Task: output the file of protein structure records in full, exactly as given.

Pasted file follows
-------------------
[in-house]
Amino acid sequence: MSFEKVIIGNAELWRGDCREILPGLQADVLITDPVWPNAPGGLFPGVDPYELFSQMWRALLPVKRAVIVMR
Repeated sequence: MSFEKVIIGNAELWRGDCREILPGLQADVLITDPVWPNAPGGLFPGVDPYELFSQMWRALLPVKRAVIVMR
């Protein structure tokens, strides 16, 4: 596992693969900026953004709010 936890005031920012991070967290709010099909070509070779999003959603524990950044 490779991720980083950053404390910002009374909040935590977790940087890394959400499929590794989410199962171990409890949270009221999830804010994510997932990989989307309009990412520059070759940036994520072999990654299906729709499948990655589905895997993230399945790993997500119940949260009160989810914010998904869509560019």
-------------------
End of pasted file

[in-house]
Amino acid sequence: MSFEKVIIGNAELWRGDCREILPGLQADVLITDPVWPNAPGGLFPGVDPYELFSQMWRALLPVKRAVIVMR
Repeated sequence: MSFEKVIIGNAELWRGDCREILPGLQADVLITDPVWPNAPGGLFPGVDPYELFSQMWRALLPVKRAVIVMR
């Protein structure tokens, strides 16, 4: 596992693969900026953004709010 936890005031920012991070967290709010099909070509070779999003959603524990950044 490779991720980083950053404390910002009374909040935590977790940087890394959400499929590794989410199962171990409890949270009221999830804010994510997932990989989307309009990412520059070759940036994520072999990654299906729709499948990655589905895997993230399945790993997500119940949260009160989810914010998904869509560019």